This case study, led by Philip Kelly and Melissa Gibson, investigates the transnational spaces and social relationships created through a disaster event, and the ways in which Filipino-Canadian youth identity is forged and transformed via the encounter with lived realities in the Philippines and in the context of climate change.
In November 2013, Typhoon Haiyan, local name Yolanda, made landfall in the Philippines, killing thousands of people and causing massive devastation to houses, infrastructure and livelihoods across the archipelago. It was a watershed moment, not only for the Philippines’ disaster management response, but for many watching around the world.
In the days and weeks after the storm, the Filipino diaspora in Canada, and its allies in churches and community groups around the country, began to gather funds and supplies to help support Typhoon Haiyan relief efforts. Canada and Canadians were major donors to the Philippines following the typhoon, giving $170 million CAD according to official sources. Half of this money was donated by individual Canadians through fundraising efforts. The other half was a ‘match’ donation by the government of Canada to Canadian-based organizations working in disaster response.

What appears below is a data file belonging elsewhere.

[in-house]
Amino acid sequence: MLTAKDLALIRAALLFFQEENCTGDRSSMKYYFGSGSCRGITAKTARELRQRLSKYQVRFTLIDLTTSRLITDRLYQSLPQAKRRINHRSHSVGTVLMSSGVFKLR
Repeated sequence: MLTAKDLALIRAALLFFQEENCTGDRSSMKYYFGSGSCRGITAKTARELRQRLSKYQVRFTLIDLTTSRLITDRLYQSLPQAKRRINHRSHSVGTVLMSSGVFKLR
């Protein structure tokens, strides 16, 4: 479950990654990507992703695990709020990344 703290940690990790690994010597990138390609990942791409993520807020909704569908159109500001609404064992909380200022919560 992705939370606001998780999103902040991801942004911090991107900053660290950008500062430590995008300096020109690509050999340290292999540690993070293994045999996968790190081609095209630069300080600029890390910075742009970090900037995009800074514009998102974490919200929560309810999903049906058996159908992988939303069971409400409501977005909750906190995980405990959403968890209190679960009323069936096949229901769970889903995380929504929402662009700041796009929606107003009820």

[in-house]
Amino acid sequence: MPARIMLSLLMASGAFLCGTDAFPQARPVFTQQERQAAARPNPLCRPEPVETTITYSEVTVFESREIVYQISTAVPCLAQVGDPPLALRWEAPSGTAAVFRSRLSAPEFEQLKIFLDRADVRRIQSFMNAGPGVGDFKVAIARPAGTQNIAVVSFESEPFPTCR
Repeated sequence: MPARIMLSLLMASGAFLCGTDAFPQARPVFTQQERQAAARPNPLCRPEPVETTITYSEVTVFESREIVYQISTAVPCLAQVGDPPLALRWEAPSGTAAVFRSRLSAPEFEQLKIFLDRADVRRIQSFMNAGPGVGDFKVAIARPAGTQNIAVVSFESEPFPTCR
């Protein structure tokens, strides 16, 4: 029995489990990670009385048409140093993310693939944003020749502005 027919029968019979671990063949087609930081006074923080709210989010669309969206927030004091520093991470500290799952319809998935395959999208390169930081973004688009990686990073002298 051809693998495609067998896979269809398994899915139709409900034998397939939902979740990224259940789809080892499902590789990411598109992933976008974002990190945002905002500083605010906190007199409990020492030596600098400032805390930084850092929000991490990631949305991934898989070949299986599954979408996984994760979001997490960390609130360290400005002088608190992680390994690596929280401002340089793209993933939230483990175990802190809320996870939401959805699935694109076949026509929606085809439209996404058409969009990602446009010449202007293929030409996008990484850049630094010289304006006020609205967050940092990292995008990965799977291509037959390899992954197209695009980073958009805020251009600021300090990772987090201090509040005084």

How does engagement with transnational disaster response foster the formation of new subject positions for Filipino-Canadian youth, and how might they articulate these positions among family, friends and communities in Canada? How might the process of philanthropic engagement with ‘distant strangers’ change alongside personal identification and social solidarity?